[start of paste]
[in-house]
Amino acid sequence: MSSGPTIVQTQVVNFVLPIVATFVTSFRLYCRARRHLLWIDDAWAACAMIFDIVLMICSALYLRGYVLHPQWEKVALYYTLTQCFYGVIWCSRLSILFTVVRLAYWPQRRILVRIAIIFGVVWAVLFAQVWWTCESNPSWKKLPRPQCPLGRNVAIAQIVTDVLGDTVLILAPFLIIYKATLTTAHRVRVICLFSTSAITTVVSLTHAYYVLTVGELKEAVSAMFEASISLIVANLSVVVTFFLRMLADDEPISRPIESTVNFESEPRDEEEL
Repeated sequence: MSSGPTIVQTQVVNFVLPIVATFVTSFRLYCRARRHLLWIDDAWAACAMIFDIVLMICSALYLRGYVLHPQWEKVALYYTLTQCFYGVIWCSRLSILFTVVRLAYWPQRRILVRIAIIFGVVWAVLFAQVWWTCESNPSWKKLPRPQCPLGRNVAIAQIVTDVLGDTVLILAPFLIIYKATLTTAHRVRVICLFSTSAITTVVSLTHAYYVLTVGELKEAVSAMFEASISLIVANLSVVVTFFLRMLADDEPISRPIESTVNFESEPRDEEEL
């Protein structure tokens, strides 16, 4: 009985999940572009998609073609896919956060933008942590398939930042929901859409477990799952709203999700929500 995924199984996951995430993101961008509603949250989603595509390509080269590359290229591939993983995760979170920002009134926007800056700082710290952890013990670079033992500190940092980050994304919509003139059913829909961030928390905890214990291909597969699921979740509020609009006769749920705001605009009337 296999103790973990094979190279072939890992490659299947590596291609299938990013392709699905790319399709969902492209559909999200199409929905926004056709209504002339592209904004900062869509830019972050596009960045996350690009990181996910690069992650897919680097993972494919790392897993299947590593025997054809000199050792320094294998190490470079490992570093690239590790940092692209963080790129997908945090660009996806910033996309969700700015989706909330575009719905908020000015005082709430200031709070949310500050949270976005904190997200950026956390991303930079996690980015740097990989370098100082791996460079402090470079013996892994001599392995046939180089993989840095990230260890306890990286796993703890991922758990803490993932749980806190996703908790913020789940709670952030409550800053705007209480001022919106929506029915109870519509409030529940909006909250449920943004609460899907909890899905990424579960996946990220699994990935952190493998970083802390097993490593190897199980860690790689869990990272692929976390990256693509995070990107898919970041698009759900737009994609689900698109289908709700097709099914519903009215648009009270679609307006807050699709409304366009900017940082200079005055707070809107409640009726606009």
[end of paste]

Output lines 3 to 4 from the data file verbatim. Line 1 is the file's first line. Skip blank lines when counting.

Repeated sequence: MSSGPTIVQTQVVNFVLPIVATFVTSFRLYCRARRHLLWIDDAWAACAMIFDIVLMICSALYLRGYVLHPQWEKVALYYTLTQCFYGVIWCSRLSILFTVVRLAYWPQRRILVRIAIIFGVVWAVLFAQVWWTCESNPSWKKLPRPQCPLGRNVAIAQIVTDVLGDTVLILAPFLIIYKATLTTAHRVRVICLFSTSAITTVVSLTHAYYVLTVGELKEAVSAMFEASISLIVANLSVVVTFFLRMLADDEPISRPIESTVNFESEPRDEEEL
């Protein structure tokens, strides 16, 4: 009985999940572009998609073609896919956060933008942590398939930042929901859409477990799952709203999700929500 995924199984996951995430993101961008509603949250989603595509390509080269590359290229591939993983995760979170920002009134926007800056700082710290952890013990670079033992500190940092980050994304919509003139059913829909961030928390905890214990291909597969699921979740509020609009006769749920705001605009009337 296999103790973990094979190279072939890992490659299947590596291609299938990013392709699905790319399709969902492209559909999200199409929905926004056709209504002339592209904004900062869509830019972050596009960045996350690009990181996910690069992650897919680097993972494919790392897993299947590593025997054809000199050792320094294998190490470079490992570093690239590790940092692209963080790129997908945090660009996806910033996309969700700015989706909330575009719905908020000015005082709430200031709070949310500050949270976005904190997200950026956390991303930079996690980015740097990989370098100082791996460079402090470079013996892994001599392995046939180089993989840095990230260890306890990286796993703890991922758990803490993932749980806190996703908790913020789940709670952030409550800053705007209480001022919106929506029915109870519509409030529940909006909250449920943004609460899907909890899905990424579960996946990220699994990935952190493998970083802390097993490593190897199980860690790689869990990272692929976390990256693509995070990107898919970041698009759900737009994609689900698109289908709700097709099914519903009215648009009270679609307006807050699709409304366009900017940082200079005055707070809107409640009726606009």